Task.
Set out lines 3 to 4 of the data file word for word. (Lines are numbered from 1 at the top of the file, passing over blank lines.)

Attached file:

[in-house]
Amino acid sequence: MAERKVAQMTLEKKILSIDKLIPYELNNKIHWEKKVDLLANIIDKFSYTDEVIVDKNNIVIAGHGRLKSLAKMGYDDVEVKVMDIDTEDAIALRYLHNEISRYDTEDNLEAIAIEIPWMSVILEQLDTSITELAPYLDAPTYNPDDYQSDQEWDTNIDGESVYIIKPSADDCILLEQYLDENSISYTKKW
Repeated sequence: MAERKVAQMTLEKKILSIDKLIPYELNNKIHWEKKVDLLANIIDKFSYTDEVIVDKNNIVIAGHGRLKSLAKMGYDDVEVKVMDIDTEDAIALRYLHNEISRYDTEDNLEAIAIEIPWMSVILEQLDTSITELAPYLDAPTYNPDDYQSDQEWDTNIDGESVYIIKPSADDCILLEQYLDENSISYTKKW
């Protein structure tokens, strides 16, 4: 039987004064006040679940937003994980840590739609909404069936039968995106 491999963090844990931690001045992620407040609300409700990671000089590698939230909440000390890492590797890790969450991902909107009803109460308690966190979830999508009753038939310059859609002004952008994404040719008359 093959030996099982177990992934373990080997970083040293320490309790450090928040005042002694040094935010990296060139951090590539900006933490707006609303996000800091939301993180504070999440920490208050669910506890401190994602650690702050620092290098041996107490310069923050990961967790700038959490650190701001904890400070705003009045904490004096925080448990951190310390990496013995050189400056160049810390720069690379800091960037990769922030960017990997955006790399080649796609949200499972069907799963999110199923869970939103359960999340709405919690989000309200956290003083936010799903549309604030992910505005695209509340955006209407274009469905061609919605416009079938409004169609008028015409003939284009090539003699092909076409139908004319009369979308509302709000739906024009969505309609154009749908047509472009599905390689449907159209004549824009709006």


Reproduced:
Repeated sequence: MAERKVAQMTLEKKILSIDKLIPYELNNKIHWEKKVDLLANIIDKFSYTDEVIVDKNNIVIAGHGRLKSLAKMGYDDVEVKVMDIDTEDAIALRYLHNEISRYDTEDNLEAIAIEIPWMSVILEQLDTSITELAPYLDAPTYNPDDYQSDQEWDTNIDGESVYIIKPSADDCILLEQYLDENSISYTKKW
């Protein structure tokens, strides 16, 4: 039987004064006040679940937003994980840590739609909404069936039968995106 491999963090844990931690001045992620407040609300409700990671000089590698939230909440000390890492590797890790969450991902909107009803109460308690966190979830999508009753038939310059859609002004952008994404040719008359 093959030996099982177990992934373990080997970083040293320490309790450090928040005042002694040094935010990296060139951090590539900006933490707006609303996000800091939301993180504070999440920490208050669910506890401190994602650690702050620092290098041996107490310069923050990961967790700038959490650190701001904890400070705003009045904490004096925080448990951190310390990496013995050189400056160049810390720069690379800091960037990769922030960017990997955006790399080649796609949200499972069907799963999110199923869970939103359960999340709405919690989000309200956290003083936010799903549309604030992910505005695209509340955006209407274009469905061609919605416009079938409004169609008028015409003939284009090539003699092909076409139908004319009369979308509302709000739906024009969505309609154009749908047509472009599905390689449907159209004549824009709006």